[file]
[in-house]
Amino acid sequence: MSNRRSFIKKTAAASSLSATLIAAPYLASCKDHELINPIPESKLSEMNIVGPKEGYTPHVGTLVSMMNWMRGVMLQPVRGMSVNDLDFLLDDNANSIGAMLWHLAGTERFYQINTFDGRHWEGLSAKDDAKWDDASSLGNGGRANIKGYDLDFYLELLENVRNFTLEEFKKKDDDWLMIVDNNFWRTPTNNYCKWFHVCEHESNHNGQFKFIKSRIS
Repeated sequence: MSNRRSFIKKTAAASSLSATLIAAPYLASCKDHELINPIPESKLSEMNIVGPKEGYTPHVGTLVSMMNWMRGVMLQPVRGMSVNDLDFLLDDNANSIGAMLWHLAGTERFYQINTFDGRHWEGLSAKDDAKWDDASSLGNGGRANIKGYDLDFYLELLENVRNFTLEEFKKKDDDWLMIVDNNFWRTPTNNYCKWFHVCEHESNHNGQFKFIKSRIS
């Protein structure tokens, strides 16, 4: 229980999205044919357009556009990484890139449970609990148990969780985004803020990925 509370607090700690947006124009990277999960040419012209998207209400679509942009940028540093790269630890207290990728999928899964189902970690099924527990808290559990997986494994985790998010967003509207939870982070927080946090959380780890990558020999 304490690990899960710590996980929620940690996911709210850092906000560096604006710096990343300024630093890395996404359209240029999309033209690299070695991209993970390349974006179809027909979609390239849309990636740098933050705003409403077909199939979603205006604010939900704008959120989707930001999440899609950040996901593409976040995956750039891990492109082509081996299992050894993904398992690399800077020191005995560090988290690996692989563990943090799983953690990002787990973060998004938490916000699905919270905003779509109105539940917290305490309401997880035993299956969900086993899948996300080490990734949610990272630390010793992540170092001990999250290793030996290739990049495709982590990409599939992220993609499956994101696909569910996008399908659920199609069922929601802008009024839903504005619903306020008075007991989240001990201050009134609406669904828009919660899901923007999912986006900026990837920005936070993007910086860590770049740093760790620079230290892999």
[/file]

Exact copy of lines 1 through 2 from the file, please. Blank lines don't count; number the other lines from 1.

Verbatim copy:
[in-house]
Amino acid sequence: MSNRRSFIKKTAAASSLSATLIAAPYLASCKDHELINPIPESKLSEMNIVGPKEGYTPHVGTLVSMMNWMRGVMLQPVRGMSVNDLDFLLDDNANSIGAMLWHLAGTERFYQINTFDGRHWEGLSAKDDAKWDDASSLGNGGRANIKGYDLDFYLELLENVRNFTLEEFKKKDDDWLMIVDNNFWRTPTNNYCKWFHVCEHESNHNGQFKFIKSRIS